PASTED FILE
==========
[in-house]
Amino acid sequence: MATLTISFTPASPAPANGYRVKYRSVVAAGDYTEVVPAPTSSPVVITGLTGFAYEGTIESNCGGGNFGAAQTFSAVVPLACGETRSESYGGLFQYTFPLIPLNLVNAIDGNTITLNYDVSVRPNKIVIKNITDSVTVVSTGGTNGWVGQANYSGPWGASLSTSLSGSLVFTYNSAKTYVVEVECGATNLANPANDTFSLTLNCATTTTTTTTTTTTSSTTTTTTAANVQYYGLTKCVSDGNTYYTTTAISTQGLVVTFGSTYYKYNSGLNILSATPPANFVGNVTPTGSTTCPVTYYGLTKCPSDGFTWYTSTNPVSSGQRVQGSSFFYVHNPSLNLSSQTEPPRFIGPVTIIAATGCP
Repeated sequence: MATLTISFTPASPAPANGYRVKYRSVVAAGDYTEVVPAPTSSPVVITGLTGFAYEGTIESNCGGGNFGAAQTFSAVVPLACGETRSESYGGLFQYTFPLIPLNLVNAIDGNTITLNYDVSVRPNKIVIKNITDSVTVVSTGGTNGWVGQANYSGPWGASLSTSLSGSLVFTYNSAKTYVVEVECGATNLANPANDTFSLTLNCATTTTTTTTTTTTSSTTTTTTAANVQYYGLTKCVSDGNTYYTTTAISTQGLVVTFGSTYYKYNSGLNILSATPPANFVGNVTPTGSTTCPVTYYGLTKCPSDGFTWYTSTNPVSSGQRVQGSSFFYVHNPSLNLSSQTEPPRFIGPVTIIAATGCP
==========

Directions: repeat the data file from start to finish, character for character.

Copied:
[in-house]
Amino acid sequence: MATLTISFTPASPAPANGYRVKYRSVVAAGDYTEVVPAPTSSPVVITGLTGFAYEGTIESNCGGGNFGAAQTFSAVVPLACGETRSESYGGLFQYTFPLIPLNLVNAIDGNTITLNYDVSVRPNKIVIKNITDSVTVVSTGGTNGWVGQANYSGPWGASLSTSLSGSLVFTYNSAKTYVVEVECGATNLANPANDTFSLTLNCATTTTTTTTTTTTSSTTTTTTAANVQYYGLTKCVSDGNTYYTTTAISTQGLVVTFGSTYYKYNSGLNILSATPPANFVGNVTPTGSTTCPVTYYGLTKCPSDGFTWYTSTNPVSSGQRVQGSSFFYVHNPSLNLSSQTEPPRFIGPVTIIAATGCP
Repeated sequence: MATLTISFTPASPAPANGYRVKYRSVVAAGDYTEVVPAPTSSPVVITGLTGFAYEGTIESNCGGGNFGAAQTFSAVVPLACGETRSESYGGLFQYTFPLIPLNLVNAIDGNTITLNYDVSVRPNKIVIKNITDSVTVVSTGGTNGWVGQANYSGPWGASLSTSLSGSLVFTYNSAKTYVVEVECGATNLANPANDTFSLTLNCATTTTTTTTTTTTSSTTTTTTAANVQYYGLTKCVSDGNTYYTTTAISTQGLVVTFGSTYYKYNSGLNILSATPPANFVGNVTPTGSTTCPVTYYGLTKCPSDGFTWYTSTNPVSSGQRVQGSSFFYVHNPSLNLSSQTEPPRFIGPVTIIAATGCP